Researchers find clues to improve breast cancer survival

Cancer Research UK

Checking lymph nodes during surgery and assessing the hormone status of tumours could help improve breast cancer survival in the UK, according to research published today in Annals of Oncology.

In a study of over 9,000 breast cancer patients* at 10 hospitals in the East of England researchers found that hospitals with a better average survival were those where surgeons checked lymph nodes during surgery in more than 90 per cent of patients.

Professor Stephen Duffy, Cancer Research UK professor of screening and study author, said: "We found that the proportion of women under 70 who had lymph node checks as recommended by NICE ranged from 81 per cent to 94 per cent with the hospitals with higher percentages having better survival."

The study also found that, for women over 70, having surgery to remove their tumour and checking the hormone type were the two main factors which explained survival differences between hospitals.

The hospitals showing better survival in the over 70s were those which assessed the hormone receptor status in more of their patients.

The team of researchers** from London and Cambridge compared breast cancer survival rates between 10 different hospitals across eastern England.

For women under 70 the five year relative survival rates ranged from 85 to 90 per cent. And for those over 70 the survival rate was between 65 and 75 per cent.***

The figures are close to the highest rates in Europe**** but the researchers believe that survival could be even better if all hospitals closely followed the existing surgical guidelines.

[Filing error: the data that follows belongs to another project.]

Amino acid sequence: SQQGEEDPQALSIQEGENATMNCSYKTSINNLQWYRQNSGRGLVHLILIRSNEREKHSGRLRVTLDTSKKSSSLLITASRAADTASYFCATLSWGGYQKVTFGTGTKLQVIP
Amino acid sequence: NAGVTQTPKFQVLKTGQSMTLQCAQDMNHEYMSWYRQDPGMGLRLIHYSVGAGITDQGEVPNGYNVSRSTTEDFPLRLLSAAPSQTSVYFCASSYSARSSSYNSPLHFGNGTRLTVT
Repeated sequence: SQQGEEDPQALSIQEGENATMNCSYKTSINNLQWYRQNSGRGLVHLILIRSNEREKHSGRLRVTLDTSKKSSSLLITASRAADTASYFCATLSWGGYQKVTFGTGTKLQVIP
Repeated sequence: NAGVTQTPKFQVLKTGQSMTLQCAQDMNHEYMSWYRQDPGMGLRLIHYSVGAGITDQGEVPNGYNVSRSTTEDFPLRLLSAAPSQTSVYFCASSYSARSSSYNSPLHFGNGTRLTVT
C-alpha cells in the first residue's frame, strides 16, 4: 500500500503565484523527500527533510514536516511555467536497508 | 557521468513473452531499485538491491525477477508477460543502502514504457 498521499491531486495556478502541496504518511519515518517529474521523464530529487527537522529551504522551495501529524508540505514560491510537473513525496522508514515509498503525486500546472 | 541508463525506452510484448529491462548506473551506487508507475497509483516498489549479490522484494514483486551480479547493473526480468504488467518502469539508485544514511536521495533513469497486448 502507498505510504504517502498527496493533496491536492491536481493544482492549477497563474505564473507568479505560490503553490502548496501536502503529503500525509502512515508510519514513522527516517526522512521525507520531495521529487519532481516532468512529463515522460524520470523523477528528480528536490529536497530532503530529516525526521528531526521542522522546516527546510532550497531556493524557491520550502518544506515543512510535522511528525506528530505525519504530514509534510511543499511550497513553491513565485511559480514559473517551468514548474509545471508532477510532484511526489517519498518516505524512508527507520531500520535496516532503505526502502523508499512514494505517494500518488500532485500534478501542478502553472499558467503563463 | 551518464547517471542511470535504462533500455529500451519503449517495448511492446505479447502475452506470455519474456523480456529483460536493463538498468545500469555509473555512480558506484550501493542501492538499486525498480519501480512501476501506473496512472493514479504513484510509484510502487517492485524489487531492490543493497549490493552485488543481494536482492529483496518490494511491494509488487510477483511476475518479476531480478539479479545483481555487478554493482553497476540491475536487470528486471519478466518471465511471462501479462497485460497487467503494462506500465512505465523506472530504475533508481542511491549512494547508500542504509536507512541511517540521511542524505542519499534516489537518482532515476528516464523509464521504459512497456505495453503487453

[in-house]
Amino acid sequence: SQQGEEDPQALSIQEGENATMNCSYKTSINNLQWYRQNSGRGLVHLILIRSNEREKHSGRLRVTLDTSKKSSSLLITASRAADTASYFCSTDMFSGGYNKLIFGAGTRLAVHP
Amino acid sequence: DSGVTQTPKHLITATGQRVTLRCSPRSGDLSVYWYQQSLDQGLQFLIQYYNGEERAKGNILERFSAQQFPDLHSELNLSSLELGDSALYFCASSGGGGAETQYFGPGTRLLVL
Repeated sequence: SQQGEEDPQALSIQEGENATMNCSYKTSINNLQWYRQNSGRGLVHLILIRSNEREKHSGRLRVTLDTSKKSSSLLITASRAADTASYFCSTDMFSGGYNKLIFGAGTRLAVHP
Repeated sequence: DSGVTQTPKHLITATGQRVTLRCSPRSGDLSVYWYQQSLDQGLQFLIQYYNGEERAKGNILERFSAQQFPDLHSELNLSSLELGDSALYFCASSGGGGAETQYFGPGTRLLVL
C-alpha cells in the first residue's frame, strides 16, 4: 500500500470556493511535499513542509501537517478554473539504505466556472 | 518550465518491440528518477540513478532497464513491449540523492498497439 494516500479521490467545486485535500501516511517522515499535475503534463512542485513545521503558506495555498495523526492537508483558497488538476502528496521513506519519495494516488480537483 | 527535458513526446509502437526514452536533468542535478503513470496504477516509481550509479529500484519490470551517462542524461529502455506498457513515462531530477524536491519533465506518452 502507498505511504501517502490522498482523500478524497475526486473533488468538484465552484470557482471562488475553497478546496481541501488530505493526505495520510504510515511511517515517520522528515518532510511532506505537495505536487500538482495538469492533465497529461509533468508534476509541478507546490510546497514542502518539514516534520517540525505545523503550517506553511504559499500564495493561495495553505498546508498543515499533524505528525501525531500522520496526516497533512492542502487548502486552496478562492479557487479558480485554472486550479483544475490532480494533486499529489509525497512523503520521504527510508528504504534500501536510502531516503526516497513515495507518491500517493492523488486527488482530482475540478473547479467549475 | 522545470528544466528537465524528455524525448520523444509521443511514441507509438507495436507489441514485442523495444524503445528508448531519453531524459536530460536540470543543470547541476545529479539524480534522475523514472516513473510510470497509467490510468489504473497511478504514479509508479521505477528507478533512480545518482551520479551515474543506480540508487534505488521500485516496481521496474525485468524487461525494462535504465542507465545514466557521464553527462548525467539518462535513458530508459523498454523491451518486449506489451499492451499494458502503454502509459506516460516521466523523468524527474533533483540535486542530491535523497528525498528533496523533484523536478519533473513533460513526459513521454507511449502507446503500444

Professor Duffy continued: "Although survival rates for breast cancer are very good in hospitals we studied in the East of England, rivalling the best in Europe, we have found that there is still room for improvement.

"One reason why survival varied between the hospitals for women under 70 was whether they had their lymph nodes removed and examined. Another is screening as we know from previous studies that women have a much better chance of survival if their tumour is picked up at an early stage. We would encourage all women to attend screening when invited."

The researchers also found that more women older than 70 are surviving the disease if they have surgery. Another important factor for this group of women was whether the cancer's hormone type was assessed at diagnosis. The researchers believe that with more hospitals following the guidelines on hormone receptor typing, there would be further improvements in survival.

Professor Gordon Wishart, the leading author on the study said: "Lymph node staging and hormone receptor typing give valuable information to decide on optimal treatment after surgery. As more hospitals follow current professional guidelines and carry out these investigations, more effective treatment will follow and patient survival is likely to improve even further."

Professor Peter Johnson, Cancer Research UK's chief clinician, said: "It's very encouraging to see that at their best, results from the UK are the equal of those in Europe. The real challenge is to make sure that consistently high standards are met in all hospitals, so that every patient can benefit from the significant improvements in survival we have made."

ENDS

For media enquiries please contact the press office on 020 7061 8300 or, out-of-hours, the duty press officer on 07050 264 059.

References

 Wishart, G., Greenberg, D., Chou, P., Brown, C., Duffy, S., & Purushotham, A. (2009). Treatment and survival in breast cancer in the Eastern Region of England Annals of Oncology DOI: 10.1093/annonc/mdp301

Notes to Editor

*All women had been diagnosed with breast cancer between 1999 and 2003.

**The team of researchers included Dr Clement Brown of the Eastern Cancer Registration and Information Centre and Professor Gordon Wishart, the lead author on the study.

***These figures are relative survival rates calculated from overall rates in the paper.

****Figures compared to the Eurocare study Comparative cancer survival information in Europe. Eur J Cancer. 2009 Apr;45(6):901-8.